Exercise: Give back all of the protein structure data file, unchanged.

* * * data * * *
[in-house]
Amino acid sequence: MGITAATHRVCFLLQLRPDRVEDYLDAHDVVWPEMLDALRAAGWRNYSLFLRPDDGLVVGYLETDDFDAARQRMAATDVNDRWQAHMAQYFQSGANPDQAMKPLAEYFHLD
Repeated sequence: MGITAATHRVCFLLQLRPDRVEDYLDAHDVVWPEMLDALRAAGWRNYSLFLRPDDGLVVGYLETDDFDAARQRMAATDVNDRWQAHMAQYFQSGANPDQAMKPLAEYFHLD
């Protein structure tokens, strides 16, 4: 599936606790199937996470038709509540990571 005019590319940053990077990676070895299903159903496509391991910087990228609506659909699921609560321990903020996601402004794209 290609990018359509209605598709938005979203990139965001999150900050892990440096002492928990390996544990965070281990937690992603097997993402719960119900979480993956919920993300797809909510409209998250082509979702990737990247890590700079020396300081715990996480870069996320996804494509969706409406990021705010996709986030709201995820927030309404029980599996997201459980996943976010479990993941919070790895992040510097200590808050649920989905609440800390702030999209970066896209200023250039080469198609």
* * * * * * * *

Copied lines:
[in-house]
Amino acid sequence: MGITAATHRVCFLLQLRPDRVEDYLDAHDVVWPEMLDALRAAGWRNYSLFLRPDDGLVVGYLETDDFDAARQRMAATDVNDRWQAHMAQYFQSGANPDQAMKPLAEYFHLD
Repeated sequence: MGITAATHRVCFLLQLRPDRVEDYLDAHDVVWPEMLDALRAAGWRNYSLFLRPDDGLVVGYLETDDFDAARQRMAATDVNDRWQAHMAQYFQSGANPDQAMKPLAEYFHLD
């Protein structure tokens, strides 16, 4: 599936606790199937996470038709509540990571 005019590319940053990077990676070895299903159903496509391991910087990228609506659909699921609560321990903020996601402004794209 290609990018359509209605598709938005979203990139965001999150900050892990440096002492928990390996544990965070281990937690992603097997993402719960119900979480993956919920993300797809909510409209998250082509979702990737990247890590700079020396300081715990996480870069996320996804494509969706409406990021705010996709986030709201995820927030309404029980599996997201459980996943976010479990993941919070790895992040510097200590808050649920989905609440800390702030999209970066896209200023250039080469198609």